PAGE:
The book is also relevant to the many other professionals working in schools, such as behaviour support, education social workers, educational psychologists and Connexions workers.

    In fact, I hope this book will be of interest to anyone who sees schooling as more than an opportunity to pass on knowledge and help pupils achieve in the formal sense, important as these goals may be. It is for all professionals who wish to highlight the importance of promoting the mental health and emotional well-being of young people in our schools.

    Importantly, this book is also about working with parents, family and friends whose lives are entwined with the child in distress – or become so. My aim is that the content and ideas explored in the book will open up purposeful and sensitive communication with families, and facilitate the kind of dialogue and sense of working together in partnership that is so necessary for quality support, intelligent home-school contracts and – hopefully – successful outcomes.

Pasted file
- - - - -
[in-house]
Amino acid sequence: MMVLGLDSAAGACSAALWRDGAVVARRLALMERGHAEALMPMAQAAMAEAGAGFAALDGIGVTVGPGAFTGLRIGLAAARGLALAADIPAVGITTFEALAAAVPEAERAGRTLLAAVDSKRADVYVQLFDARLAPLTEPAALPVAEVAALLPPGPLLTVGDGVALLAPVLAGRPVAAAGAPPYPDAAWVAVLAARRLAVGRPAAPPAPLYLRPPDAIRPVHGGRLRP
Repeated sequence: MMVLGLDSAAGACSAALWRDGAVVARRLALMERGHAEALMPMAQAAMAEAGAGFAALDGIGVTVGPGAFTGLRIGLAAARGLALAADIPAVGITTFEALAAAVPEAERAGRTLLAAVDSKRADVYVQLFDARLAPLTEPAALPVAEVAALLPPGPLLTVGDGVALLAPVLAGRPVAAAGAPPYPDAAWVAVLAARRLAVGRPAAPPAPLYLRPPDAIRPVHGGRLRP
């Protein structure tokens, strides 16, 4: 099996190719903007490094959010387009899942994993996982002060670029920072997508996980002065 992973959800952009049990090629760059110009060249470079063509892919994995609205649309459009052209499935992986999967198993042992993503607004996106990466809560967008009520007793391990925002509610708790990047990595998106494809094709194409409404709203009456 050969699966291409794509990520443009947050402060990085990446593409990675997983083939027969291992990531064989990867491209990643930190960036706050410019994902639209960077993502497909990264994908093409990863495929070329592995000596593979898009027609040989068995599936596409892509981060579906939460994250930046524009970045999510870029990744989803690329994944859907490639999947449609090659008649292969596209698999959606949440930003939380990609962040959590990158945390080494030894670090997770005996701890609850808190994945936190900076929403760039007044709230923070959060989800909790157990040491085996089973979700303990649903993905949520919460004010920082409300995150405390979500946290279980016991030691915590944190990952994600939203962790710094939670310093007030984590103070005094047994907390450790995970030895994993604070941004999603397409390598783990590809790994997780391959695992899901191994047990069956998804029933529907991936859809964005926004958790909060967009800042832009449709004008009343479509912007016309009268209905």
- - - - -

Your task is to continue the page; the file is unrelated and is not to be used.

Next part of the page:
How should the Book be used?

    I want this to be an intensely practical book, written with a passion born out of many years of experience. As indicated above, I also hope that the book will challenge and offer new perspectives on the practice of pastoral care.

    The book should be read in full because it is important that the arguments presented are understood. The book can later be returned to for reference and discussion. I would be delighted if the book were used for training and professional development. For this reason, I have included a number of ‘reflection boxes’ throughout the text at appropriate points. These can be used for self-reflection or in discussion with others. Where a page is headed ‘photocopiable’, please feel free to reproduce it for work with colleagues. Where material has been designed for pupils to work with, you may make multiple copies for classroom use. In addition, the text is interspersed with a number of ‘key points’ that attempt to capture the essence of the following pages.